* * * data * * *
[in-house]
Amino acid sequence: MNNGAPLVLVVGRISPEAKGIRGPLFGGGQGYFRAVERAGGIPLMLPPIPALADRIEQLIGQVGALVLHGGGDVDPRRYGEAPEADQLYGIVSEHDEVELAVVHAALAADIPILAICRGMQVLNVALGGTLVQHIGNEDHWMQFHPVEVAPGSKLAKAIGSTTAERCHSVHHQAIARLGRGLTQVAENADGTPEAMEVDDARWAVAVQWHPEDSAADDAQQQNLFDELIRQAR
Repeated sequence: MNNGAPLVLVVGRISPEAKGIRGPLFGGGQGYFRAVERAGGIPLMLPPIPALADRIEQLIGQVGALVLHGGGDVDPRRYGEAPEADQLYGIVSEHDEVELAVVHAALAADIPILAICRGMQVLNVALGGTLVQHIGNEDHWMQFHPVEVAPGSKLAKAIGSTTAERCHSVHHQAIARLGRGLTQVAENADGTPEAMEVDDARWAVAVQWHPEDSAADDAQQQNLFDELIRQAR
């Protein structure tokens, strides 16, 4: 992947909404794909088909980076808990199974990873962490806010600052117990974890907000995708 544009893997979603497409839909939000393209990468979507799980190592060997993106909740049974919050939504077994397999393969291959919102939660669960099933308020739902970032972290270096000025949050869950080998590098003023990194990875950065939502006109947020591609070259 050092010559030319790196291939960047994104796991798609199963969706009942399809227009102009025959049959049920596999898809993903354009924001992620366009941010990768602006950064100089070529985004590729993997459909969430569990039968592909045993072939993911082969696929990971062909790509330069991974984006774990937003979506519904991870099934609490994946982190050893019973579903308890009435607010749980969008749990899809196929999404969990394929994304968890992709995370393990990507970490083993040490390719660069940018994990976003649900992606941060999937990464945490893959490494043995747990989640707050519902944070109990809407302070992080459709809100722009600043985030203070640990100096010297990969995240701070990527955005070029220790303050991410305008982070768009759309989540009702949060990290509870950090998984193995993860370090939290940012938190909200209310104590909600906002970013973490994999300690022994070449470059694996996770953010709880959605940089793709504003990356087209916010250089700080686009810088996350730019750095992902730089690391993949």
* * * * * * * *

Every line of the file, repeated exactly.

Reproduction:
[in-house]
Amino acid sequence: MNNGAPLVLVVGRISPEAKGIRGPLFGGGQGYFRAVERAGGIPLMLPPIPALADRIEQLIGQVGALVLHGGGDVDPRRYGEAPEADQLYGIVSEHDEVELAVVHAALAADIPILAICRGMQVLNVALGGTLVQHIGNEDHWMQFHPVEVAPGSKLAKAIGSTTAERCHSVHHQAIARLGRGLTQVAENADGTPEAMEVDDARWAVAVQWHPEDSAADDAQQQNLFDELIRQAR
Repeated sequence: MNNGAPLVLVVGRISPEAKGIRGPLFGGGQGYFRAVERAGGIPLMLPPIPALADRIEQLIGQVGALVLHGGGDVDPRRYGEAPEADQLYGIVSEHDEVELAVVHAALAADIPILAICRGMQVLNVALGGTLVQHIGNEDHWMQFHPVEVAPGSKLAKAIGSTTAERCHSVHHQAIARLGRGLTQVAENADGTPEAMEVDDARWAVAVQWHPEDSAADDAQQQNLFDELIRQAR
């Protein structure tokens, strides 16, 4: 992947909404794909088909980076808990199974990873962490806010600052117990974890907000995708 544009893997979603497409839909939000393209990468979507799980190592060997993106909740049974919050939504077994397999393969291959919102939660669960099933308020739902970032972290270096000025949050869950080998590098003023990194990875950065939502006109947020591609070259 050092010559030319790196291939960047994104796991798609199963969706009942399809227009102009025959049959049920596999898809993903354009924001992620366009941010990768602006950064100089070529985004590729993997459909969430569990039968592909045993072939993911082969696929990971062909790509330069991974984006774990937003979506519904991870099934609490994946982190050893019973579903308890009435607010749980969008749990899809196929999404969990394929994304968890992709995370393990990507970490083993040490390719660069940018994990976003649900992606941060999937990464945490893959490494043995747990989640707050519902944070109990809407302070992080459709809100722009600043985030203070640990100096010297990969995240701070990527955005070029220790303050991410305008982070768009759309989540009702949060990290509870950090998984193995993860370090939290940012938190909200209310104590909600906002970013973490994999300690022994070449470059694996996770953010709880959605940089793709504003990356087209916010250089700080686009810088996350730019750095992902730089690391993949």